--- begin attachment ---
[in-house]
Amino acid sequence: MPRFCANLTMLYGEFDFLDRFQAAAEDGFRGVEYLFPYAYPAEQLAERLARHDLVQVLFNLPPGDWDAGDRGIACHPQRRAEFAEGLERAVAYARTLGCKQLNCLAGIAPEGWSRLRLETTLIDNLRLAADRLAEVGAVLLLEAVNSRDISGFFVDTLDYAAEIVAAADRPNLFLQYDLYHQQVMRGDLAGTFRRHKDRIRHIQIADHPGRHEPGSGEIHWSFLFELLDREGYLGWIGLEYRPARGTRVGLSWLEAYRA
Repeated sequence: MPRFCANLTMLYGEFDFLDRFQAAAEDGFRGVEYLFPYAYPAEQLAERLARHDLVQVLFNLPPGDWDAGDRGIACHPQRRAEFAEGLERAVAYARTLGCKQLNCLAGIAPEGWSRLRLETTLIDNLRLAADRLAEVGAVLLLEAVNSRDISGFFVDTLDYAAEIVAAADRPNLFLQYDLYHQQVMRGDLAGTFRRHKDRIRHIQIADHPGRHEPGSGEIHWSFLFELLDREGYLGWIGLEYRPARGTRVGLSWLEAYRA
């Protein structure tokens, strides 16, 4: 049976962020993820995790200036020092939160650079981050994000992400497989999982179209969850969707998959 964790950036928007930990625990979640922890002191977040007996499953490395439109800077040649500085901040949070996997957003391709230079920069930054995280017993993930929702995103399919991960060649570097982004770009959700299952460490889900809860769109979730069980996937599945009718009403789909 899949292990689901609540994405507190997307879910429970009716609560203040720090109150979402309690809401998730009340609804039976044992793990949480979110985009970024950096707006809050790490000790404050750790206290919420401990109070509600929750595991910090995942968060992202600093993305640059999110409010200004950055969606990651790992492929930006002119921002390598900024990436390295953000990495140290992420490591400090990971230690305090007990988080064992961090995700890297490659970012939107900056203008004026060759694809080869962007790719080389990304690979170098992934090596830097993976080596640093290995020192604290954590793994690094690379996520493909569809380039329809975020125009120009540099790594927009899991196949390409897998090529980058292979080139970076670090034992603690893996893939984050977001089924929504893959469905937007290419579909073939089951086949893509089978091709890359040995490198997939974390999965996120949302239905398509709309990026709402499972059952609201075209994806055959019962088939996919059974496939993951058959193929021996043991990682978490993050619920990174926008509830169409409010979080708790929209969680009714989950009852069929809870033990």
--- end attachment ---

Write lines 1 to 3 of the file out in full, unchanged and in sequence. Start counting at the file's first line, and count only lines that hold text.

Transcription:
[in-house]
Amino acid sequence: MPRFCANLTMLYGEFDFLDRFQAAAEDGFRGVEYLFPYAYPAEQLAERLARHDLVQVLFNLPPGDWDAGDRGIACHPQRRAEFAEGLERAVAYARTLGCKQLNCLAGIAPEGWSRLRLETTLIDNLRLAADRLAEVGAVLLLEAVNSRDISGFFVDTLDYAAEIVAAADRPNLFLQYDLYHQQVMRGDLAGTFRRHKDRIRHIQIADHPGRHEPGSGEIHWSFLFELLDREGYLGWIGLEYRPARGTRVGLSWLEAYRA
Repeated sequence: MPRFCANLTMLYGEFDFLDRFQAAAEDGFRGVEYLFPYAYPAEQLAERLARHDLVQVLFNLPPGDWDAGDRGIACHPQRRAEFAEGLERAVAYARTLGCKQLNCLAGIAPEGWSRLRLETTLIDNLRLAADRLAEVGAVLLLEAVNSRDISGFFVDTLDYAAEIVAAADRPNLFLQYDLYHQQVMRGDLAGTFRRHKDRIRHIQIADHPGRHEPGSGEIHWSFLFELLDREGYLGWIGLEYRPARGTRVGLSWLEAYRA